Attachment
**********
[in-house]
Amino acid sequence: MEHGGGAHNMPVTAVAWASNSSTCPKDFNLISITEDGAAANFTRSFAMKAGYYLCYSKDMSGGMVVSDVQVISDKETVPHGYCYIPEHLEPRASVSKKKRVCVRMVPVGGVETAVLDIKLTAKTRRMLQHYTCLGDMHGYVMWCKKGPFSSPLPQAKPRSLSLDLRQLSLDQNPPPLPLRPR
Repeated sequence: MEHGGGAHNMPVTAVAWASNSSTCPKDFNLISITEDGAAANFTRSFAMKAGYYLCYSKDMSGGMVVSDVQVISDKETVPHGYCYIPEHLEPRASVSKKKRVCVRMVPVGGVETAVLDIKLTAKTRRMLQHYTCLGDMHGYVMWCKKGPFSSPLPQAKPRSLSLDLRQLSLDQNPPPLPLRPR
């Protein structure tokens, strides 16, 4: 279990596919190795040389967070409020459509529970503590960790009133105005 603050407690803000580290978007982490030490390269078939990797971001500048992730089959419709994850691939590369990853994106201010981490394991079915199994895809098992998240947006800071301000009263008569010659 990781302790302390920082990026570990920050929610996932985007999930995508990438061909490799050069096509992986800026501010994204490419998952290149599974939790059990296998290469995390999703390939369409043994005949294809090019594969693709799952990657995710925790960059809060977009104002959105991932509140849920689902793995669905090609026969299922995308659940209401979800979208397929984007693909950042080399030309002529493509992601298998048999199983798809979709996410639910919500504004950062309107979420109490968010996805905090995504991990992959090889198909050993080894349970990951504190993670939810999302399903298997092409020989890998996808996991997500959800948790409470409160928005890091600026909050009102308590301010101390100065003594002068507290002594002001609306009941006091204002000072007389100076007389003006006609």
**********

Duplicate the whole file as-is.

[in-house]
Amino acid sequence: MEHGGGAHNMPVTAVAWASNSSTCPKDFNLISITEDGAAANFTRSFAMKAGYYLCYSKDMSGGMVVSDVQVISDKETVPHGYCYIPEHLEPRASVSKKKRVCVRMVPVGGVETAVLDIKLTAKTRRMLQHYTCLGDMHGYVMWCKKGPFSSPLPQAKPRSLSLDLRQLSLDQNPPPLPLRPR
Repeated sequence: MEHGGGAHNMPVTAVAWASNSSTCPKDFNLISITEDGAAANFTRSFAMKAGYYLCYSKDMSGGMVVSDVQVISDKETVPHGYCYIPEHLEPRASVSKKKRVCVRMVPVGGVETAVLDIKLTAKTRRMLQHYTCLGDMHGYVMWCKKGPFSSPLPQAKPRSLSLDLRQLSLDQNPPPLPLRPR
């Protein structure tokens, strides 16, 4: 279990596919190795040389967070409020459509529970503590960790009133105005 603050407690803000580290978007982490030490390269078939990797971001500048992730089959419709994850691939590369990853994106201010981490394991079915199994895809098992998240947006800071301000009263008569010659 990781302790302390920082990026570990920050929610996932985007999930995508990438061909490799050069096509992986800026501010994204490419998952290149599974939790059990296998290469995390999703390939369409043994005949294809090019594969693709799952990657995710925790960059809060977009104002959105991932509140849920689902793995669905090609026969299922995308659940209401979800979208397929984007693909950042080399030309002529493509992601298998048999199983798809979709996410639910919500504004950062309107979420109490968010996805905090995504991990992959090889198909050993080894349970990951504190993670939810999302399903298997092409020989890998996808996991997500959800948790409470409160928005890091600026909050009102308590301010101390100065003594002068507290002594002001609306009941006091204002000072007389100076007389003006006609």